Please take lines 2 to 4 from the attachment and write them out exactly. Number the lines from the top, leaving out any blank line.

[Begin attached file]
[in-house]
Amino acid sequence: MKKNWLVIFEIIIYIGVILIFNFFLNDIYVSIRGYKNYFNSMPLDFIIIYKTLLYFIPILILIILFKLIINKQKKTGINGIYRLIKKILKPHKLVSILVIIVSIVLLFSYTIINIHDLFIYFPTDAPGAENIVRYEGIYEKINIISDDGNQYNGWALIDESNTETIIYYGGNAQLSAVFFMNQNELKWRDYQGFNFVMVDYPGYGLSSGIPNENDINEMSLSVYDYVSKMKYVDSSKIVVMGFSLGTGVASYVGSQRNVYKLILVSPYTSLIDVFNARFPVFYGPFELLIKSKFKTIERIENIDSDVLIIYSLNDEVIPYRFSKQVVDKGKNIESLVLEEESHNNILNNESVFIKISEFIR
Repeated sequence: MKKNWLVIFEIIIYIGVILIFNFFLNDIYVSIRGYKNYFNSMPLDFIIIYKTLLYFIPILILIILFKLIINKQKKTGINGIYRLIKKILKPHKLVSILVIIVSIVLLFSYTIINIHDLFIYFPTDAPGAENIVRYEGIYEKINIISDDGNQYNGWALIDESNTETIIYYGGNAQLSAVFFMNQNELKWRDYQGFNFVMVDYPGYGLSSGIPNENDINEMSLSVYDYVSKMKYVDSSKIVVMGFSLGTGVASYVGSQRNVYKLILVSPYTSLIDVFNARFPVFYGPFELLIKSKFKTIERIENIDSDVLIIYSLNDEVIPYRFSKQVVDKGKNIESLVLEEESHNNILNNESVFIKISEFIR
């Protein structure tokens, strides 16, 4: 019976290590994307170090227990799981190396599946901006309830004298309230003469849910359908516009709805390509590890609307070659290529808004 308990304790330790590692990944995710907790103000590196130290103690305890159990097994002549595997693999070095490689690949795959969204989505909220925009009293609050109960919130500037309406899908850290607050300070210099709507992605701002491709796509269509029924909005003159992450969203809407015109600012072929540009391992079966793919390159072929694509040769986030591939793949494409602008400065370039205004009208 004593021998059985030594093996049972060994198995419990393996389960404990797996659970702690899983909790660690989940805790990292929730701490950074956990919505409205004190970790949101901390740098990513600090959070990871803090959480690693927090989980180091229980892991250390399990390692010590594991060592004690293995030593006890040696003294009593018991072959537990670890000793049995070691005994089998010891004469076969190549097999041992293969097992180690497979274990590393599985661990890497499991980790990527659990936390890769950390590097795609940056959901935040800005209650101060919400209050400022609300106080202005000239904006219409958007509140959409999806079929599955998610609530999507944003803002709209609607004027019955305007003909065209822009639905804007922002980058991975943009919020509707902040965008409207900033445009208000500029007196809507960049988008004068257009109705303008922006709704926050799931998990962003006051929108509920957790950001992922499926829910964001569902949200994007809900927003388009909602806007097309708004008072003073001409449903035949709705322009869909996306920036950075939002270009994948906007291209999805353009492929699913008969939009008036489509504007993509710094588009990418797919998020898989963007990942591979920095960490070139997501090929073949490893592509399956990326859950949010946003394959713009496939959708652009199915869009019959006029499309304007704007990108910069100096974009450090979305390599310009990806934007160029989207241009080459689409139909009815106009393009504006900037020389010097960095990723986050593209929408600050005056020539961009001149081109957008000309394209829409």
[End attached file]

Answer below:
Amino acid sequence: MKKNWLVIFEIIIYIGVILIFNFFLNDIYVSIRGYKNYFNSMPLDFIIIYKTLLYFIPILILIILFKLIINKQKKTGINGIYRLIKKILKPHKLVSILVIIVSIVLLFSYTIINIHDLFIYFPTDAPGAENIVRYEGIYEKINIISDDGNQYNGWALIDESNTETIIYYGGNAQLSAVFFMNQNELKWRDYQGFNFVMVDYPGYGLSSGIPNENDINEMSLSVYDYVSKMKYVDSSKIVVMGFSLGTGVASYVGSQRNVYKLILVSPYTSLIDVFNARFPVFYGPFELLIKSKFKTIERIENIDSDVLIIYSLNDEVIPYRFSKQVVDKGKNIESLVLEEESHNNILNNESVFIKISEFIR
Repeated sequence: MKKNWLVIFEIIIYIGVILIFNFFLNDIYVSIRGYKNYFNSMPLDFIIIYKTLLYFIPILILIILFKLIINKQKKTGINGIYRLIKKILKPHKLVSILVIIVSIVLLFSYTIINIHDLFIYFPTDAPGAENIVRYEGIYEKINIISDDGNQYNGWALIDESNTETIIYYGGNAQLSAVFFMNQNELKWRDYQGFNFVMVDYPGYGLSSGIPNENDINEMSLSVYDYVSKMKYVDSSKIVVMGFSLGTGVASYVGSQRNVYKLILVSPYTSLIDVFNARFPVFYGPFELLIKSKFKTIERIENIDSDVLIIYSLNDEVIPYRFSKQVVDKGKNIESLVLEEESHNNILNNESVFIKISEFIR
């Protein structure tokens, strides 16, 4: 019976290590994307170090227990799981190396599946901006309830004298309230003469849910359908516009709805390509590890609307070659290529808004 308990304790330790590692990944995710907790103000590196130290103690305890159990097994002549595997693999070095490689690949795959969204989505909220925009009293609050109960919130500037309406899908850290607050300070210099709507992605701002491709796509269509029924909005003159992450969203809407015109600012072929540009391992079966793919390159072929694509040769986030591939793949494409602008400065370039205004009208 004593021998059985030594093996049972060994198995419990393996389960404990797996659970702690899983909790660690989940805790990292929730701490950074956990919505409205004190970790949101901390740098990513600090959070990871803090959480690693927090989980180091229980892991250390399990390692010590594991060592004690293995030593006890040696003294009593018991072959537990670890000793049995070691005994089998010891004469076969190549097999041992293969097992180690497979274990590393599985661990890497499991980790990527659990936390890769950390590097795609940056959901935040800005209650101060919400209050400022609300106080202005000239904006219409958007509140959409999806079929599955998610609530999507944003803002709209609607004027019955305007003909065209822009639905804007922002980058991975943009919020509707902040965008409207900033445009208000500029007196809507960049988008004068257009109705303008922006709704926050799931998990962003006051929108509920957790950001992922499926829910964001569902949200994007809900927003388009909602806007097309708004008072003073001409449903035949709705322009869909996306920036950075939002270009994948906007291209999805353009492929699913008969939009008036489509504007993509710094588009990418797919998020898989963007990942591979920095960490070139997501090929073949490893592509399956990326859950949010946003394959713009496939959708652009199915869009019959006029499309304007704007990108910069100096974009450090979305390599310009990806934007160029989207241009080459689409139909009815106009393009504006900037020389010097960095990723986050593209929408600050005056020539961009001149081109957008000309394209829409």